I got myself a tattoo the other day. I had wanted one for a long time. But the elation soon gave way to anxiety. I had to break the news to my parents. Since I knew they would react badly, the only question was ‘how much’. They would probably sound dejected at the cost and aesthetics involved. It was after all a collision of thoughts and culture. So with much apprehension I called up Maa.
“Hello, dupure ki kheli?”(What did you have for lunch?)
It was 4:30 in the evening. Maa was on the line.
“Maa ami ekta tattoo koriyechi. Dragon-er”(Maa I have got myself a tattoo; of a dragon)
“Tattoo?Dragon?Chinese? tar mane tui lunch-e byang ar poka kheyechis??chi chi.”(that means you have had insects and frogs for lunch?)
Trust mom to correlate a tattoo with a popular legend of Chinese eating habits.
“Naa maa, poka keno khabo?Ami sudhu ekta tattoo koriyechi,” my voice rose in irritation.(No, why should I eat insects? I only got myself a tattoo)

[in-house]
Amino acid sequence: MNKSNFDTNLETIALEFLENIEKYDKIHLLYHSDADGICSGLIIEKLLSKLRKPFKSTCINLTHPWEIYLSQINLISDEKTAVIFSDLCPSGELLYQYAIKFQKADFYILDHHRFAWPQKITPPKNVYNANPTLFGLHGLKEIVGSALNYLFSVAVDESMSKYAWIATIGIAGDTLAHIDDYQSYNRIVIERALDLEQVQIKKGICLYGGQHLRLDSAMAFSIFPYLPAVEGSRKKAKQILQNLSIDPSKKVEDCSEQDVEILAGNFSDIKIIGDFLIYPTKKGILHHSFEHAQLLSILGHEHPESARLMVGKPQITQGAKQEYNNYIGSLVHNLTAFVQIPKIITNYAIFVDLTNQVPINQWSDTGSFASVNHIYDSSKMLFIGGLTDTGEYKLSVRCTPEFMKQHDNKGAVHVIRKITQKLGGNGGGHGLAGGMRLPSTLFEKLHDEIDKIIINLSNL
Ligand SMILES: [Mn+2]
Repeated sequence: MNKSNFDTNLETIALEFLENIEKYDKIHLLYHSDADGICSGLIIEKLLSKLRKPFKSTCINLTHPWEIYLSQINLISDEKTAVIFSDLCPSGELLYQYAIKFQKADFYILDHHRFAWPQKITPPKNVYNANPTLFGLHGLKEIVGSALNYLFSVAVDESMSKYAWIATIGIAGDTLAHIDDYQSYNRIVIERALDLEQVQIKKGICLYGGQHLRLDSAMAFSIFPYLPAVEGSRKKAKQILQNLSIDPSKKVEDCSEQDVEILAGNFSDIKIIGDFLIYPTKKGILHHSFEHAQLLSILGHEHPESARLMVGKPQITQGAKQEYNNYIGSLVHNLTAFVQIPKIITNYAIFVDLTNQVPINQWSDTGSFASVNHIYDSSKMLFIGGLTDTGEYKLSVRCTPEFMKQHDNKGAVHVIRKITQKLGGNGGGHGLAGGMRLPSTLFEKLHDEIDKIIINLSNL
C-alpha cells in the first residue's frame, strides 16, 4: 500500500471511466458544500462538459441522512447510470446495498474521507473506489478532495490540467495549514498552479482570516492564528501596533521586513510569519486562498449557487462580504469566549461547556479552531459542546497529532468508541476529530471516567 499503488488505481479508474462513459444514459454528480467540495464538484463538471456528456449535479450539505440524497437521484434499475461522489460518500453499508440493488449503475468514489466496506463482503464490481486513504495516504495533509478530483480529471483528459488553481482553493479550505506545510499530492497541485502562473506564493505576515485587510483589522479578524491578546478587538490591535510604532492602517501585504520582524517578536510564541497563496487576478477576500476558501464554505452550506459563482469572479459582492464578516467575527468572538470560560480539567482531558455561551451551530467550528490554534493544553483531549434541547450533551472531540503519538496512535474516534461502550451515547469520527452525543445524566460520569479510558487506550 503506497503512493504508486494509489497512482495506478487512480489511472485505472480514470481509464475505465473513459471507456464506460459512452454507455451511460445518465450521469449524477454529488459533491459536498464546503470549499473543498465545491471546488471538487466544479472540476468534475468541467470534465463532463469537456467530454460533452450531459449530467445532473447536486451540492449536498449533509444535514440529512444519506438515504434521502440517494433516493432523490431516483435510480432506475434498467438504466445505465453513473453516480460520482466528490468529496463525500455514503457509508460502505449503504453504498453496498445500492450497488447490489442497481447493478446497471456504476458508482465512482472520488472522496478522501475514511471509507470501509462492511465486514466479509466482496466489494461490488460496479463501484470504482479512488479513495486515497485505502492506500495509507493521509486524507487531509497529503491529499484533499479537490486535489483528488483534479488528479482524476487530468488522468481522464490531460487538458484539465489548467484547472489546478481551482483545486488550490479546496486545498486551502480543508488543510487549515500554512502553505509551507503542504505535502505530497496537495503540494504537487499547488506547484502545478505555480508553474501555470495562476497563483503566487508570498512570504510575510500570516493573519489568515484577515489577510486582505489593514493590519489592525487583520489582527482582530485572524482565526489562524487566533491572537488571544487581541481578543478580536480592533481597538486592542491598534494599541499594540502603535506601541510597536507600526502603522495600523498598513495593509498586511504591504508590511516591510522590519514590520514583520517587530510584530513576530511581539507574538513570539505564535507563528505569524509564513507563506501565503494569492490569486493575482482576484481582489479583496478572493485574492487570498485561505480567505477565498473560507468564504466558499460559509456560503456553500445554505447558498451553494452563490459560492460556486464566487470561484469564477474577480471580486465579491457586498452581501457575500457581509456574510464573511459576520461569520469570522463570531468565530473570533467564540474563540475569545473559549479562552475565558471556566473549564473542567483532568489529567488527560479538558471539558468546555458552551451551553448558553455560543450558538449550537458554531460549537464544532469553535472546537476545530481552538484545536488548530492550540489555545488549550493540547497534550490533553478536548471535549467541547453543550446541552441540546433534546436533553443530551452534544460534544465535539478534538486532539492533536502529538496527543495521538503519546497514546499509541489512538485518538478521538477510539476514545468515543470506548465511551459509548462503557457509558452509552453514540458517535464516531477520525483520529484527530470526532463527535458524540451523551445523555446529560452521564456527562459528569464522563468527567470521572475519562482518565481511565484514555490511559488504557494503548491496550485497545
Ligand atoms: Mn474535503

“Tui barite chole aay ekkhoni. Tui baire giye ucchone gechis. Poka khachchis,china-der sathe ghure berachhis.”(You come back home right now. You have thrown yourself over to the dogs. You are roaming about with Chinese people!)
And she hung up.
…If you are a Bong and you are talking to your mom, she doesn’t care what you do and which part of the World you are in, as long as you can rattle off a list of Bengali dishes that you are supposed to have for a meal. You are also supposed to ensure that concerned cooks make it exactly like it is done back home. Nothing else matters.